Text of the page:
Sun, 25/Feb/2018 12:26


There has been a lot of law suits and debate about the legality of red-light cameras. I am referring to cameras that are positioned to automatically capture an image of a car, its license plate, and the light condition (red) as well as cameras used in speed traps to automatically ticket speeders in certain areas. I understand that in most areas those have been deemed unlawful and either removed or are unused.

The other day I was reminiscing about those cameras, wanting one at an intersection to give a ticket to a rude driver who went through a light well after it had turned red. I realized that perhaps while it has been deemed unlawful that they may still be used. I think that instead of sending tickets directly to drivers without intervention, that they could be used to build statistics. Which lights and at which time of day do people run most often? Which road had the most speeders and at which times? A wise officer could use that information to place him/her-self in a good spot at the appropriate time to catch these incidents. After a few days of getting tickets and seeing officers in the area, people will change their behvaior (for a time).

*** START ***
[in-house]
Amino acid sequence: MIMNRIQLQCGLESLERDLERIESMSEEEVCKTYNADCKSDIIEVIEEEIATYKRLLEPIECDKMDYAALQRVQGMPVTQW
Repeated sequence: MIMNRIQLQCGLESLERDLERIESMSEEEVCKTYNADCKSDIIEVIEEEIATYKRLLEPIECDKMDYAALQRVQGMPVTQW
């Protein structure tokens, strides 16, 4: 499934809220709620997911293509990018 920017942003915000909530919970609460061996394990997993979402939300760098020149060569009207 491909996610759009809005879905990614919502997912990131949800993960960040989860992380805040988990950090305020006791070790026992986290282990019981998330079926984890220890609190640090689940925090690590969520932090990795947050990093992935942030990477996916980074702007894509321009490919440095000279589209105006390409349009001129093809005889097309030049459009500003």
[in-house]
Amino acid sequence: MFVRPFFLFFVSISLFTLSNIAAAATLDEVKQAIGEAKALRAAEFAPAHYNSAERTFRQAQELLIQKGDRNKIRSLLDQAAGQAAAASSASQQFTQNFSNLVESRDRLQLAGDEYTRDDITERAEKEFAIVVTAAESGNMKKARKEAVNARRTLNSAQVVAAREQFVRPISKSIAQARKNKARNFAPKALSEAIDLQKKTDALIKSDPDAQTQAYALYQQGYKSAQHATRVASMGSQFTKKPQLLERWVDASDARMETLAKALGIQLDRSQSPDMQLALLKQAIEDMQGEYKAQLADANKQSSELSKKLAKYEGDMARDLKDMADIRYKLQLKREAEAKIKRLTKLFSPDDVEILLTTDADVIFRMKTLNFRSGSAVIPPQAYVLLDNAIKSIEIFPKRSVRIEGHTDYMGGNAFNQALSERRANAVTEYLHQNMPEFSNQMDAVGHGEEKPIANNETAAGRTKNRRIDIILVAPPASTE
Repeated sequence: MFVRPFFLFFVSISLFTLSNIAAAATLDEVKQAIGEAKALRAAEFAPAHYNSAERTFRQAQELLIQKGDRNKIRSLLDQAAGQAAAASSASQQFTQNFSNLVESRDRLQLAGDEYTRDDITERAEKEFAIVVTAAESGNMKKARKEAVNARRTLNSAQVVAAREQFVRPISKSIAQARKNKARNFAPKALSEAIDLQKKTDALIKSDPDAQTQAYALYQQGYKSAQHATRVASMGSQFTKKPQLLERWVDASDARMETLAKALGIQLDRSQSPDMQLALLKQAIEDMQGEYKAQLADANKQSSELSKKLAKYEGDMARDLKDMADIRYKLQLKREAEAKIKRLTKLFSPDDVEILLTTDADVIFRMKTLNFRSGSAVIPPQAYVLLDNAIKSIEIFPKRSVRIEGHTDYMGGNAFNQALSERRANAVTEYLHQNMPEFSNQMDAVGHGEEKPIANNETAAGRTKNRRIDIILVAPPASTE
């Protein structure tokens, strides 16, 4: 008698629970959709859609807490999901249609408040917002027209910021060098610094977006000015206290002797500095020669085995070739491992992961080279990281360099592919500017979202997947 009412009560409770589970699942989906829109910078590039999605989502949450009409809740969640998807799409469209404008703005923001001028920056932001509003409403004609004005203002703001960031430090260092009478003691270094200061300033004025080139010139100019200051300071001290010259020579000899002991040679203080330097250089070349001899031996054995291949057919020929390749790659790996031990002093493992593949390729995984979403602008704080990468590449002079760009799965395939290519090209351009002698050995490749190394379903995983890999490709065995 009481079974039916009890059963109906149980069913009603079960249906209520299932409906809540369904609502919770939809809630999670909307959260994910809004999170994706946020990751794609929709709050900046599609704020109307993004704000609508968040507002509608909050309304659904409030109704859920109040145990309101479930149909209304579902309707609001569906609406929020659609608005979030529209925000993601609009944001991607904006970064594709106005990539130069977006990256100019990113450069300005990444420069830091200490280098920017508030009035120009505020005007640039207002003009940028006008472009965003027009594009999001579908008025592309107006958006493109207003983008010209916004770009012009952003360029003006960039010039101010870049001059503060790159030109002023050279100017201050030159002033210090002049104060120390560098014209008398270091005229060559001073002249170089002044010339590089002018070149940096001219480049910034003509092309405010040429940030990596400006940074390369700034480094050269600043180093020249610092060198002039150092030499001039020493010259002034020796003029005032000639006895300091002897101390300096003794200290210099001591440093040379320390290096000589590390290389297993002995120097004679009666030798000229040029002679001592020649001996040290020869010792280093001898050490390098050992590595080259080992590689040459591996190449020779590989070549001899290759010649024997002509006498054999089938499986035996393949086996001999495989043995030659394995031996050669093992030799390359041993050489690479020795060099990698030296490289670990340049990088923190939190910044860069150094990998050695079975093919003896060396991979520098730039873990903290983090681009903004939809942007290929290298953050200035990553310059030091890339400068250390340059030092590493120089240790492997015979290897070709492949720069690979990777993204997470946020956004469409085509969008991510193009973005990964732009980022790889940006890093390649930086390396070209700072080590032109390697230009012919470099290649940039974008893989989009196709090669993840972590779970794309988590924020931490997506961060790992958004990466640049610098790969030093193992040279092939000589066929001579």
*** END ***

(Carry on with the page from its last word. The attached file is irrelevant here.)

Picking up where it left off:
The officer can then move to another spot with a high levlel of incidents. That would provide better safety, and to the budget-minders a more sure source of revenue that would stand up in court.


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